give them the benefit of the doubt, voted that a disbelief in Christian
dogma was the same thing as 'open immorality.' The Father of Lies made
such men!"

"Did no one vote for you?"

"Two, Krazinski and some one else, I think 'twas little Black, and two
papers were blank. But fancy the President speaking against me, though
he has a casting-vote. All he could say was that the parents were the
only proper judges of what a student should be taught. Let us grant
that; I may have been mistaken, wrong, if you like; but my fault was not
'open immorality,' as specified in the Statute. They lied against me,
those sixteen."

May sympathized too keenly with his indignation to think of trying to
allay it; she couldn't help asking, "What did you do after the voting?"

"What could I do? I had had enough of such opponents. I told them that
if they dismissed me I'd take the case into the courts, where at the
worst their reading of the words 'open immorality' would be put upon
record, and my character freed from stain. But, if they chose to rescind
their vote I said I was willing to resign."

"They accepted that?"

"Krazinski forced them to. He told them some home-truths. They dared not
face the law courts lest it should come out that the professorships were
the rewards of sectarian bigotry. He went right through the list, and
ended by resigning his position.

"Then Campbell got up and regretted his speech. It was uncalled-for and
--you know the sort of thing. My colleagues, he said, would have
preferred to retain my services if I had yielded to the opinion of the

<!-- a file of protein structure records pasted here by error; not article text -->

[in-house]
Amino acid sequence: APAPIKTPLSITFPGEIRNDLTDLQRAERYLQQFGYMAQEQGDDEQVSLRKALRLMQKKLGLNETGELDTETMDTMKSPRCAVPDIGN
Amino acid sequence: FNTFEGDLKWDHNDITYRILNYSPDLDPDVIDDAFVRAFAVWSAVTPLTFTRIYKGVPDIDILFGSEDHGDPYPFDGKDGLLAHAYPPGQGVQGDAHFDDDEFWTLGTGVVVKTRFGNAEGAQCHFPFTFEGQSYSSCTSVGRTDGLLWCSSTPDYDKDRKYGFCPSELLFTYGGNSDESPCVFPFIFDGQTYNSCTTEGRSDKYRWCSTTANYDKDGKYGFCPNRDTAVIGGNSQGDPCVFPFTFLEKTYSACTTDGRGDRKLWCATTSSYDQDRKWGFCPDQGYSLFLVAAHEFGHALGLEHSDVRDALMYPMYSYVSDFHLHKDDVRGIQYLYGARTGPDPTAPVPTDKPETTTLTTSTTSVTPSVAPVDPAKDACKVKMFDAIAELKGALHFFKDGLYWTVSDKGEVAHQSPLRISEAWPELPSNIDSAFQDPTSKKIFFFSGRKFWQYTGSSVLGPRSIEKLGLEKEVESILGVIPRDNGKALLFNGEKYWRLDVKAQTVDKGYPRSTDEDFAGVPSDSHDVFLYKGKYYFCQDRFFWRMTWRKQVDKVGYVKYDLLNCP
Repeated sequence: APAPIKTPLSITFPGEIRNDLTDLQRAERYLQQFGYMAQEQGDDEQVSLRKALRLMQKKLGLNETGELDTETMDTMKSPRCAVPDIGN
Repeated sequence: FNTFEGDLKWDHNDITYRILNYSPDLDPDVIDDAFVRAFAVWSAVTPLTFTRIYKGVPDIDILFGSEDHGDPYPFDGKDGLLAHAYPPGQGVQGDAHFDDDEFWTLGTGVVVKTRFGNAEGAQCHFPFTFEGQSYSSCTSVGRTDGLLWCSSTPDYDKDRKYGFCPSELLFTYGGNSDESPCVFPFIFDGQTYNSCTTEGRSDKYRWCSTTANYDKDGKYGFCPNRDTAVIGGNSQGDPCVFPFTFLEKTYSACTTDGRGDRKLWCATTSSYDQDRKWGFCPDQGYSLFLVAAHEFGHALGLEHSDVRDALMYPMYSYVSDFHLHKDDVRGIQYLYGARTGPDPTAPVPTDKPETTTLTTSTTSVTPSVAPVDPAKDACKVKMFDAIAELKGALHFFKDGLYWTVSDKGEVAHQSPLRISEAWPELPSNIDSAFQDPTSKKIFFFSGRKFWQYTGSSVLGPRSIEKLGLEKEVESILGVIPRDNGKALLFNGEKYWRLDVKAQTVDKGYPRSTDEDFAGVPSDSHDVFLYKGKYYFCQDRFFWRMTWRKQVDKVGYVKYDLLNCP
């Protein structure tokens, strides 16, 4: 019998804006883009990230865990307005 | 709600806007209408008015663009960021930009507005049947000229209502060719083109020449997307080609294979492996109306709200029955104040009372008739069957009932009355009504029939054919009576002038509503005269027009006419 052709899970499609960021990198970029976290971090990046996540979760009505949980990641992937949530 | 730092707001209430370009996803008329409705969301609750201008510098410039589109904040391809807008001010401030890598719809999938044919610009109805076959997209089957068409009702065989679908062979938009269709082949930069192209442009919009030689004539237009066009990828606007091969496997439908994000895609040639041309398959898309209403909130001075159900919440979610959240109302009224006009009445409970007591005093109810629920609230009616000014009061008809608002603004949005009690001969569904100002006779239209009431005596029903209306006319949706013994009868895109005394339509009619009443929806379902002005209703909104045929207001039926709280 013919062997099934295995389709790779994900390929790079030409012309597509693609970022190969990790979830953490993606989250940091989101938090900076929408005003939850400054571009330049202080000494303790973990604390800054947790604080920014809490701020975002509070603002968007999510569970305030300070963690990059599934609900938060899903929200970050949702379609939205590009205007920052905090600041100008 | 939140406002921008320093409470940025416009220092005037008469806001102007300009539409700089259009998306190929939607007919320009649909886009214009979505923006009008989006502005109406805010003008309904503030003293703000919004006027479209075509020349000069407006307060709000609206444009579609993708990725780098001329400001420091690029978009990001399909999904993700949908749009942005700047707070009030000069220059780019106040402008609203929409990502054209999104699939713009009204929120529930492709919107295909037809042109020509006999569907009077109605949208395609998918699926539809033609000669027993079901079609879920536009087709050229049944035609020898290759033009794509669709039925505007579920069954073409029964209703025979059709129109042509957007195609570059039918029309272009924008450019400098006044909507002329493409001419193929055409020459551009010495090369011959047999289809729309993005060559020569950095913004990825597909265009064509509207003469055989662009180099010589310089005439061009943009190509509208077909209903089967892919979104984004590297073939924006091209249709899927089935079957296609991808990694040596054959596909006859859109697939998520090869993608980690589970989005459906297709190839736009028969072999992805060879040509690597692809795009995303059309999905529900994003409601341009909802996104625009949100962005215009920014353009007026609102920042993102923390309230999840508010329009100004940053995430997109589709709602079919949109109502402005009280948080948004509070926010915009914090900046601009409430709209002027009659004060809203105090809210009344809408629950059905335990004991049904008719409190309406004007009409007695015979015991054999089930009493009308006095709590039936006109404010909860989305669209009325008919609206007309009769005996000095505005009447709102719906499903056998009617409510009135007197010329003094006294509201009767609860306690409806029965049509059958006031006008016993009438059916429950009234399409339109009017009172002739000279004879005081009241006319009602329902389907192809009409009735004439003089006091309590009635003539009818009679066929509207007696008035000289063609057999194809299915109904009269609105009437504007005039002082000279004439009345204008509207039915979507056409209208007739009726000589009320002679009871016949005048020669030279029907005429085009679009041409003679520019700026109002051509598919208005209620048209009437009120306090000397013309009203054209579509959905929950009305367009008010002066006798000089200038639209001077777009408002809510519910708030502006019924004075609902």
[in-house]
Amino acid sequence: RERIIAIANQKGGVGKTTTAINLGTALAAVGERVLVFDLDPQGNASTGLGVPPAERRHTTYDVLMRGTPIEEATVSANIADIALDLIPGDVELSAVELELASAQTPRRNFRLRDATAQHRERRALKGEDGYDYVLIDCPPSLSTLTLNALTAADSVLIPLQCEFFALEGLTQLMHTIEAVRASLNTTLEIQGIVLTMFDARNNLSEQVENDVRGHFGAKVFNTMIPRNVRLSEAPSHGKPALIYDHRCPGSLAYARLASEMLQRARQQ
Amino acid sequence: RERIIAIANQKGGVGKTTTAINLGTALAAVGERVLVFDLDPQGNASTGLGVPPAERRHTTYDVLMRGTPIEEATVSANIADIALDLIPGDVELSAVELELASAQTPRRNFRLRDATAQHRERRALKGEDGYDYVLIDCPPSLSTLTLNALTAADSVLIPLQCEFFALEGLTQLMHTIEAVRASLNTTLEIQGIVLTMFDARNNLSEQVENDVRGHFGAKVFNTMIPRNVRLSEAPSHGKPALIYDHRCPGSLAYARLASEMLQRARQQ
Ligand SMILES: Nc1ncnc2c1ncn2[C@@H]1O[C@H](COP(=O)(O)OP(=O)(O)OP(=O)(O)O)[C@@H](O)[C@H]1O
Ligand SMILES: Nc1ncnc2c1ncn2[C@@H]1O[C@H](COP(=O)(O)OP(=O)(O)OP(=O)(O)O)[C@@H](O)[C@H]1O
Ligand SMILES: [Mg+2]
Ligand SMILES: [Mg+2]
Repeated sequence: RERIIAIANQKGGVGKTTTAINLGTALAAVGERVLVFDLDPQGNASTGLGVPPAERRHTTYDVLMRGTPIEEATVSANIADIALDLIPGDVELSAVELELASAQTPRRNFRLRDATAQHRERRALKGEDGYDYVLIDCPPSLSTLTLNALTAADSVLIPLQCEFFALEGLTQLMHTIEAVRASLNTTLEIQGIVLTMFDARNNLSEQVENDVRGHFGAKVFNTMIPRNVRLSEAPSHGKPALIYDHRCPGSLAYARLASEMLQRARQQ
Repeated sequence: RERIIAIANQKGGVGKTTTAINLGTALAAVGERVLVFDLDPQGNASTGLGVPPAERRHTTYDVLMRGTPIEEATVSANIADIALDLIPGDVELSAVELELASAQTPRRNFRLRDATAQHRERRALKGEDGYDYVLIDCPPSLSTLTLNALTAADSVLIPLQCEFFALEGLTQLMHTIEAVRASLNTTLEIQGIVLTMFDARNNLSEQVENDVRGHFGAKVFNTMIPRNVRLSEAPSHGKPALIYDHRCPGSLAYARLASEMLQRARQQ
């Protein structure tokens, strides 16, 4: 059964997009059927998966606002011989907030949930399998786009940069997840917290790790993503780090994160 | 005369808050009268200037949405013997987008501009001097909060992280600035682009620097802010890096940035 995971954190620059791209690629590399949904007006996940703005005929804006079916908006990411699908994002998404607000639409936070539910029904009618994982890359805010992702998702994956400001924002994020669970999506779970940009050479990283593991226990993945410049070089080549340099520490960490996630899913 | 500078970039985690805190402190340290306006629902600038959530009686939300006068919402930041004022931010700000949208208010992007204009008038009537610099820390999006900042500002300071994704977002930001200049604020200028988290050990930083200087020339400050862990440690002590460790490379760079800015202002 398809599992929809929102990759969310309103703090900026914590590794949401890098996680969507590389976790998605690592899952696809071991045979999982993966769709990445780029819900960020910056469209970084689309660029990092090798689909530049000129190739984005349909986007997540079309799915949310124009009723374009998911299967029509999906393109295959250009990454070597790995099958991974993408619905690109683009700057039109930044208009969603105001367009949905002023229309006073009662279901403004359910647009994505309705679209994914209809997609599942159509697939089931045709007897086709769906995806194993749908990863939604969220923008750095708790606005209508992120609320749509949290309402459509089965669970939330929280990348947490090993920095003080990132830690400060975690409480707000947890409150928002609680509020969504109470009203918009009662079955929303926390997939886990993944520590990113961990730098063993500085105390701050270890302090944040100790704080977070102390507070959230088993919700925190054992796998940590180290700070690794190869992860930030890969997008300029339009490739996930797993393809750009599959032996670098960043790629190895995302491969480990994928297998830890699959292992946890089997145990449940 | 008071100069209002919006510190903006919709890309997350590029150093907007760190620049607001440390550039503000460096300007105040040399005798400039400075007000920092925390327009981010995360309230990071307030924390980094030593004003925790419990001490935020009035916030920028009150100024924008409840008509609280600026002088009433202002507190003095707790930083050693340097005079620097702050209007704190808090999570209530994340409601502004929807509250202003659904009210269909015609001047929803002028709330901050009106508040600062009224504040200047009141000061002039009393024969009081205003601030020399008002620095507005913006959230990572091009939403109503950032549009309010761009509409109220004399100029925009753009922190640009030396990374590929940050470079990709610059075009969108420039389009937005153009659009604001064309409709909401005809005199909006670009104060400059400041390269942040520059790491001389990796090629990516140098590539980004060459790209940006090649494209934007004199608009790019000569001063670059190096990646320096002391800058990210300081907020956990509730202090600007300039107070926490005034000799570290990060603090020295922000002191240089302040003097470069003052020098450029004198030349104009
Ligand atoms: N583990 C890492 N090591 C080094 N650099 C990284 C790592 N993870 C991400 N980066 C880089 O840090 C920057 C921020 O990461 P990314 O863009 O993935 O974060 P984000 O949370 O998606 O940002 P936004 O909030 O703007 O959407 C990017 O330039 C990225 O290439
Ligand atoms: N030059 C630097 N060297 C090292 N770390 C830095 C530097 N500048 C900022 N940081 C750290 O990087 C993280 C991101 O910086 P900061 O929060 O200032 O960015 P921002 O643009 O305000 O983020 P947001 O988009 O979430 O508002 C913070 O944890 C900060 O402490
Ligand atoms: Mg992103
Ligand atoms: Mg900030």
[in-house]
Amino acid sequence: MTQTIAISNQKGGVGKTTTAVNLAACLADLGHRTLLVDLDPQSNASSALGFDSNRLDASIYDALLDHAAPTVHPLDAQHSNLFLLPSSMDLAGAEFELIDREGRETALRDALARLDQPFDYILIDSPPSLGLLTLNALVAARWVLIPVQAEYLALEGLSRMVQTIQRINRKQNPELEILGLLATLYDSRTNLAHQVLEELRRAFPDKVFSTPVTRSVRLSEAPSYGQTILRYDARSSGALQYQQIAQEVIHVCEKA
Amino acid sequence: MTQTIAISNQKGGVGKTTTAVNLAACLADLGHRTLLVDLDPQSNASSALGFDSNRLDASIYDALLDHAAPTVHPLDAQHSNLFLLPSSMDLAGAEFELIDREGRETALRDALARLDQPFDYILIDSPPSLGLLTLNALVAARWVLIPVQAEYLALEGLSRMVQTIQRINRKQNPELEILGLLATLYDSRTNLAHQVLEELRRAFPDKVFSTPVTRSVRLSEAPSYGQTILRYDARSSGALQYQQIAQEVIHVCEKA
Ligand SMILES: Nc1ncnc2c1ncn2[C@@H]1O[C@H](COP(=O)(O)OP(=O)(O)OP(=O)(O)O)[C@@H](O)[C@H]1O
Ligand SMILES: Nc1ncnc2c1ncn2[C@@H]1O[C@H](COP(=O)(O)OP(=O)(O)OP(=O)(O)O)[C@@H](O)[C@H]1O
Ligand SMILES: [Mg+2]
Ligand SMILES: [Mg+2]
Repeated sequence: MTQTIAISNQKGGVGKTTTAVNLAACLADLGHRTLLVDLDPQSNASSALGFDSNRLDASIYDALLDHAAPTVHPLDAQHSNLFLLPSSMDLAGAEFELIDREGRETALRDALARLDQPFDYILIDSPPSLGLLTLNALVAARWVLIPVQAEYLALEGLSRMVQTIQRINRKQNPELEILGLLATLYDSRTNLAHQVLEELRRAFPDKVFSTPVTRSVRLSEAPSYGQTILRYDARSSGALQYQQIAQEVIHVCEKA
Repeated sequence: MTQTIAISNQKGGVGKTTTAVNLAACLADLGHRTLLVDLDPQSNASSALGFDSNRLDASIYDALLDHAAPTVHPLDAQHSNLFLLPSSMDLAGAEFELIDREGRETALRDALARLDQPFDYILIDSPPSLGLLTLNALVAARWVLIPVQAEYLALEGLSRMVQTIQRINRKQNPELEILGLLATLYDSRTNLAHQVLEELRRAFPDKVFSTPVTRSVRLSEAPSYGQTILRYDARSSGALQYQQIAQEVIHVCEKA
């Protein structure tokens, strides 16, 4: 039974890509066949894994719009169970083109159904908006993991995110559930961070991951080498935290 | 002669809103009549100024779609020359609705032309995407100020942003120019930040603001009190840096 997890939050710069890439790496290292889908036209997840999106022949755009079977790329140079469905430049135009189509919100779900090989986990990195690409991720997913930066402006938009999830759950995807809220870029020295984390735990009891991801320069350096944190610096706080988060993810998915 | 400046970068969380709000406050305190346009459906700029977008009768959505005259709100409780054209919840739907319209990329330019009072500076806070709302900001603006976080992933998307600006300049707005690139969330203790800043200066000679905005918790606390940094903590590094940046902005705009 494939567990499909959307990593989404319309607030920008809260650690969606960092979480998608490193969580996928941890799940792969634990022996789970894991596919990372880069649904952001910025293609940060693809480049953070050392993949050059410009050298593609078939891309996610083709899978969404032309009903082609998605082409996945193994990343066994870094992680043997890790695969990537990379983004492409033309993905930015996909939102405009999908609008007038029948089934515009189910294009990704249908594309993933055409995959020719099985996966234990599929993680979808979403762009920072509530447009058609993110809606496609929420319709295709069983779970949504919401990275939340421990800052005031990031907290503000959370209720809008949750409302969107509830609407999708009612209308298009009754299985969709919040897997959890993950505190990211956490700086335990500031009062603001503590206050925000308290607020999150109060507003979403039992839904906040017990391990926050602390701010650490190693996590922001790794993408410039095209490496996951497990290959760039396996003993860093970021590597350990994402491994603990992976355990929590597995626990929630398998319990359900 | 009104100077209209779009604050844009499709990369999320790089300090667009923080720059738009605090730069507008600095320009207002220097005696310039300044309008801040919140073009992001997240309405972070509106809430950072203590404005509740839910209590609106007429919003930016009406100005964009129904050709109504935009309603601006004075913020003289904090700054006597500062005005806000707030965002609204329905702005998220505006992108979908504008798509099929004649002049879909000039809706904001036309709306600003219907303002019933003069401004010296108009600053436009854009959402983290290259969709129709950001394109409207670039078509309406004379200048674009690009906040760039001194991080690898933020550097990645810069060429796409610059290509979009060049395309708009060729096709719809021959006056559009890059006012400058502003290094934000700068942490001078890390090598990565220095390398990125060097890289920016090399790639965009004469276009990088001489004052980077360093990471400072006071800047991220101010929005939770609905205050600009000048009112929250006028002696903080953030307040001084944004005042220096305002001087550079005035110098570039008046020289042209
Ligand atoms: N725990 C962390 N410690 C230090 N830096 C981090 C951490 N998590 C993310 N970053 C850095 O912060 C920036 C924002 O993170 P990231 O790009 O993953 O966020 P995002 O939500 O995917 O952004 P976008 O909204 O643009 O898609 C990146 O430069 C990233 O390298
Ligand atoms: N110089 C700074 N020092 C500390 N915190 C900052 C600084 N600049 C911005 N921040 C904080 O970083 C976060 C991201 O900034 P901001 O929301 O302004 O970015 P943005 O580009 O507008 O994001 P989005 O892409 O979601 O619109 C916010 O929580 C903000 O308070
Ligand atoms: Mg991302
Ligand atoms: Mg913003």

parents. Under the circumstances there was no course open but to accept
my resignation. They would not enter the vote upon the minutes; they
would even write me a letter expressing regret at losing me, etc. So the
matter ended.

"Coming down the hill I tried to persuade Krazinski not to resign on my
account. But the dear old fellow was obstinate; he had long intended to
retire. He was very kind. He thinks I shall find another place easily.

"Now, May, you have heard the whole tale, what is your opinion? Are you
disappointed with me? You might well be. I'm disappointed with myself.
Somehow or other I've not got hate enough in me to be a good fighter."

"Disappointed? How little you know me! It's my life now to be with you.
Whatever you say or do is right to me. I think it's all for the best; I
wouldn't have you stay here after what has passed."

May meant all she said, and more. At the bottom of her heart she was not
sorry that he was going to leave Tecumseh. If she thereby lost the
pleasure of appearing as his wife before the companions of her youth, on
the other hand, he would belong to her more completely, now that he was
cut off from all other sympathy and no longer likely to meet Miss
Gulmore. Moreover, her determination to follow him in single-hearted
devotion seemed to throw the limelight of romance upon her disagreement
with her father, which had been much more acute than she had given
Roberts to suppose. She had loved her father, and if he had appealed to
her affection he could have so moved her that she would have shown
Roberts a hesitation which, in his troubled and depressed condition,
might have brought about a coldness between them, if not a rupture of
their relations. But Hutchings, feeling that he was in the wrong, had
contented himself with depreciating Roberts by sneer and innuendo, and
so had aroused her generous partisanship. The proceedings of the Faculty
naturally increased her sympathy with her lover, and her enthusiastic
support did much to revive his confidence in himself. When they parted
in the evening he had already begun to think of the preparations to be
made for his journey Eastwards.

* * * * *

A few weeks later a little knot of friends stood together one morning on
the down-platform of the Tecumseh station, waiting for the train to come
in. Professor Roberts was the centre of the group, and by his side stood
dainty May Hutchings, the violet eyes intense with courage that held the